USA Stroke avg GIR Putts Drive Dr Accur Age
Tiger Woods 71,10 64,10 1,75 295,80 57,20 34
Phil Mickelson 70,30 65,10 1,76 299,10 53,70 40
Hunter Mahan 70,70 68,00 1,79 291,80 68,20 28
Bubba Watson 70,20 68,50 1,76 309,80 56,20 31
Jim Furyk 70,20 67,10 1,77 276,00 71,80 40
Steve Stricker 69,80 68,30 1,75 282,90 69,70 43
Dustin Johnson 70,50 68,00 1,77 308,50 57,10 26
Jeff Overton 70,30 66,90 1,75 297,30 55,90 27
Matt Kuchar 69,50 68,90 1,74 287,00 68,80 27
Stewart Cink 70,60 68,10 1,78 192,30 63,90 37
Ricky Fowler 70,70 69,00 1,79 292,40 64,10 21
Zach Johnson 70,70 65,80 1,74 279,80 71,60 34
Total/Average 70,38 67,32 1,76 284,39 63,18 32,33
Europe Stroke avg GIR Putts Drive Dr Accur Age
Luke Donald 69,80 68,30 1,76 282,90 69,70 32
Ross Fisher 70,96 70,22 1,76 292,00 65,22 29
Peter Hanson 70,77 72,47 1,79 287,09 62,46 32
Padraig Harrington 70,80 61,90 1,75 292,10 56,70 39
Miguel Angel Jimenez 70,83 65,33 1,71 281,65 68,83 46
Martin Kaymer 69,97 69,60 1,74 293,27 64,80 25
Graeme Mc Dowell 70,36 75,34 1,76 287,26 67,60 31
Rory McIlroy 70,90 66,20 1,80 300,00 62,60 21
Eduardo Molinari 70,55 74,90 1,77 287,63 69,50 29
Francesco Molinari 70,28 73,79 1,79 281,11 72,20 27
Ian Poulter 71,50 62,50 1,80 286,80 62,70 34
Lee Westwood 70,61 68,52 1,73 293,71 67,07 37
Total/Average 70,61 69,09 1,76 288,79 65,78 31,83


Statistics mixed bag….. Looking at the statistics of all players it has to be said that not all players have been playing on the same tour, which may blur the outcome marginally (however the stats of players being active in both tours are not that different). We have looked at both the averages of the USPGA and the European tour. When looking at the outcome the Europeans win in most categories, but they lose in what is probably the most important one, stroke average! Luckily this will be matchplay. What is also noticeable, is that the Europeans are hitting their drives slightly longer than the Americans. This is somewhat surprising as the general perception was that the Americans were the long hitters. In terms of consistency (greens in regulation and driving accuracy) the Europeans score slightly better, whilst both teams score even as far as putting is concerned. Conclusion 3: no big difference, the Europeans win by a very small margin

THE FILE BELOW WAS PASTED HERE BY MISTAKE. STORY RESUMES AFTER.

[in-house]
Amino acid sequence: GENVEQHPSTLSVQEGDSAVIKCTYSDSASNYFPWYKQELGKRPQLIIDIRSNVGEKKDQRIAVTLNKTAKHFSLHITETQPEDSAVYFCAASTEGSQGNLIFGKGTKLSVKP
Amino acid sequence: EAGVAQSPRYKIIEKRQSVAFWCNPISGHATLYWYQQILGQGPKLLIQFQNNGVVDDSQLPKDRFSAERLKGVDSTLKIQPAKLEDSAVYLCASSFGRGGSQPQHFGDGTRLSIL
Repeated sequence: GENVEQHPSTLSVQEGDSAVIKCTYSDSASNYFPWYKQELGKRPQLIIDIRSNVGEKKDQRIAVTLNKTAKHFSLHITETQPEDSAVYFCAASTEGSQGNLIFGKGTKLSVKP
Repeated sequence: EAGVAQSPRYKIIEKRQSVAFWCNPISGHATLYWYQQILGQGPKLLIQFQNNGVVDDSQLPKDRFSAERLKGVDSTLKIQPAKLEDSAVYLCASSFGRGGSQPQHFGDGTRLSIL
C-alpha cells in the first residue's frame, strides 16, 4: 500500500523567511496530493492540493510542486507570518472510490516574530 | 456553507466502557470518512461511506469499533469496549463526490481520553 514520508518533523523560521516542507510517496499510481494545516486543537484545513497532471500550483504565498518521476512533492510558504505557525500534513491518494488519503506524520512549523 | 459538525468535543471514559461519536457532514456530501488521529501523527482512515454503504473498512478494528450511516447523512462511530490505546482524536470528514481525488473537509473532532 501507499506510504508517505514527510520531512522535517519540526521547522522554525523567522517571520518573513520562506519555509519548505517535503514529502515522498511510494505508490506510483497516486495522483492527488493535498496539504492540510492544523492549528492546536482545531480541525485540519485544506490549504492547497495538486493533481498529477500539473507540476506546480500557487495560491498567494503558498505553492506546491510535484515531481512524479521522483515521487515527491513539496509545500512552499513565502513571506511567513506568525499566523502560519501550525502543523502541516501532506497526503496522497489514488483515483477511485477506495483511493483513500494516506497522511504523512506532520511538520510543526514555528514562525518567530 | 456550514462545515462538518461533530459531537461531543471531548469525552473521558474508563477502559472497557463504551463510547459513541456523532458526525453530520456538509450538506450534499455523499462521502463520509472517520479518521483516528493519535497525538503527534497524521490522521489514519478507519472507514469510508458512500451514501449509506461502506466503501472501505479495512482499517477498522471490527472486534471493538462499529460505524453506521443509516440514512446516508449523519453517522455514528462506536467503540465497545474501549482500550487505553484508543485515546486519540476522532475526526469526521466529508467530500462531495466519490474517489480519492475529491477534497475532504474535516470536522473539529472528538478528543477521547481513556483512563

So the overall conclusion is that Europe is indeed the favorite, but only by a whisker as far as I am concerned. Although the Europeans seem to have performed better during the season (they added more points to their world ranking in 2010, they did better at the majors), the player statistics of both teams are very similar. Moreover, the Americans still are carrying more points on the world ranking and seem to be slightly more experienced (they have played more matches in the Ryder Cup and are marginally older). Having said all of this, the Ryder Cup remains the Ryder Cup and hence predictions are worthless. There are so many other variables such as the course (which seems to be made for the Americas) and the weather (could be more in Europe’s favor) which could play an important  role. So let’s just enjoy it!

What can we say? The announced new Americas Cup class is a fact. We are going multihull! The newly announced rules will take the Americas Cup into a new era. The event is finally turning a much required corner which it should have taken some years ago. Not only should the new format be more exciting to both sailors and audience, it also should lead to a better level playing field and make it easier for competitors to access.  With some of the biggest changes in Americas Cup history, the organizers have taken a bold step forward.  It is now up to the sailors to prove them right!